2. No one should be prosecuted or persecuted for their artistic expressions so long they are not propagating violence. Those who disagree with certain artistic expressions should reply with artistic critiques or counter-expressions, rather than banning or them or persecuting the artists with the state's power. The same principle applies on academic, social, political, religious, cultural views, where an opponent to a particular view should strive to defeat and debunk the view s/he opposes in free debates, rather than silencing whomever s/he considers heretic with the state's power. If we cannot hold on to this principle, we are making a mockery of the Article 10 of our Federal Constitution.

3. Inter-ethnic and inter-religious harmony cannot be promoted by suppressing freedom of expression. Suppression will only drive misunderstanding and animosity into frustrations and anger which will sweep everyone when suppression is no longer possible. Bigotry and hostility can only be addressed and eliminated under open and rational debates, where everyone respect each other's freedom of expression insofar no violence is used or advocated. If some are intolerant to views they consider insulting or offensive, the society must promote tolerance and respect, rather than conceding to emotional responses of the intolerant lot. Otherwise, if everyone protests against everything s/he considers offensive, perhaps no issue can be discussed publicly. This will only kill democracy as the state can dictate on matters of importance without public scrutiny and participation.

Thomas Paine said it aptly, "Government, even in its best state, is but a necessary evil; in its worst state, an intolerable one." The white-terror Senator McCarthy brought to the US in 1950s – investigating and persecuting left-leaning artists under the charges of un-American activities - testified the danger when the government's power goes beyond the necessary.

The monopoly of Merdeka outdoor celebration by the Culture, Arts and Heritage Ministry has signaled earlier a dangerous trend that our nation's Independence or its celebration is now seen as the Government's prerogative or private property. The zest to persecute Wee is but the second manifestation of such mentality. Malaysians, regardless whether they agree with Wee's views, must stand up to defend the right to celebrate Merdeka in any peaceful way they like, against the assaults of the Little McCarthys in politics and the media.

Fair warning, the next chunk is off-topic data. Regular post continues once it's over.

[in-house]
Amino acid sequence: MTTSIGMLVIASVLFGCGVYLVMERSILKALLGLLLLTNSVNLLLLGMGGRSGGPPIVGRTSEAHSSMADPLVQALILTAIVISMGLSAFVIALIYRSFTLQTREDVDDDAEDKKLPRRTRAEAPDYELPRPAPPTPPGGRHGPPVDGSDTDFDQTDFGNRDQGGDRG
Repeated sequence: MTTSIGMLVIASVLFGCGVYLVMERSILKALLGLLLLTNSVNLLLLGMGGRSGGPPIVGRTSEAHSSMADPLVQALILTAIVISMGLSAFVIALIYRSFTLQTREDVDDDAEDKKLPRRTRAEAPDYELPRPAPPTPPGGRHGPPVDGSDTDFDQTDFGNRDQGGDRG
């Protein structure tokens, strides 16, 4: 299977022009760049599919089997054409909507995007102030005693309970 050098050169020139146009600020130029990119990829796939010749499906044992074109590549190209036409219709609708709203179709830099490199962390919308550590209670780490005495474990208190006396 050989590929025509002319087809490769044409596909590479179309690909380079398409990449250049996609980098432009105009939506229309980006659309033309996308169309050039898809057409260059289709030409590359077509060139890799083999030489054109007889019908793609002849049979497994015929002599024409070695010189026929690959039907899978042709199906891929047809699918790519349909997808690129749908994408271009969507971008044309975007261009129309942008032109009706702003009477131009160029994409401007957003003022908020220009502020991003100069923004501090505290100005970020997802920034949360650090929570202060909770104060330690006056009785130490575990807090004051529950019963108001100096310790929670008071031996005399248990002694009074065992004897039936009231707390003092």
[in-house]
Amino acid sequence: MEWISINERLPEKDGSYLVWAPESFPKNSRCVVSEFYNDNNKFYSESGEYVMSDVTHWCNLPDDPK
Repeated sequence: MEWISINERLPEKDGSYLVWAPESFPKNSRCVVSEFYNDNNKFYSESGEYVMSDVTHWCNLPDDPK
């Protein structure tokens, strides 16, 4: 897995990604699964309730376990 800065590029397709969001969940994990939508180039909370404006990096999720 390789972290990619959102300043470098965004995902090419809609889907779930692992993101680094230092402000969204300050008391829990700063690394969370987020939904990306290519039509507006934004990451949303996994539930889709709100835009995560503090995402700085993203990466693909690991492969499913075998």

This statement is initiated by WAMI,

Jointly issued by:
Wong Chin Huat, Chairperson, WAMI
Gayathry V., Executive Director, CIJ
Khalid Jaafar, Executive Director, IKD

bibliobibuli said...

thanks very much, fathi. will post this up front.

Anonymous said...

Not entirely without precedent. The mystery novelist Anne Perry's real name is Juliet Hulme, and as a teenager helped murder her best friend's mother. She left New Zealand when she was released from prison, and settled in Scotland under her new name. I can no longer read her books ever since I found out. They say write what you know, but there should be limits.

Anonymous said...

Actually Bib, I talked this over with Mr Wong (of WAMI) and we surprisingly came to agreement that what the kid did was disagreeable. This was actually a sad thing because I hoped to hear a different viewpoint on the matter.

And anonymous, why can't you read her books ? does being an accessory to murder change the quality of her writing ?

It's amazing how many people think that there should be limits to free speech and freedom of expression.

"There should be limits" - I knew this would happen, give people freedom and soon they will limit themselves, and attempt to limit other people.

bibliobibuli said...

that's a very good point anon. i suspect i'd want to read out of curiosity ... because the written word always takes us where we otherwise might not go. and we all have a dark side, don't we?

there was also this japanese case i forgot to link

i would be more horrified if someone killed in order to write about it though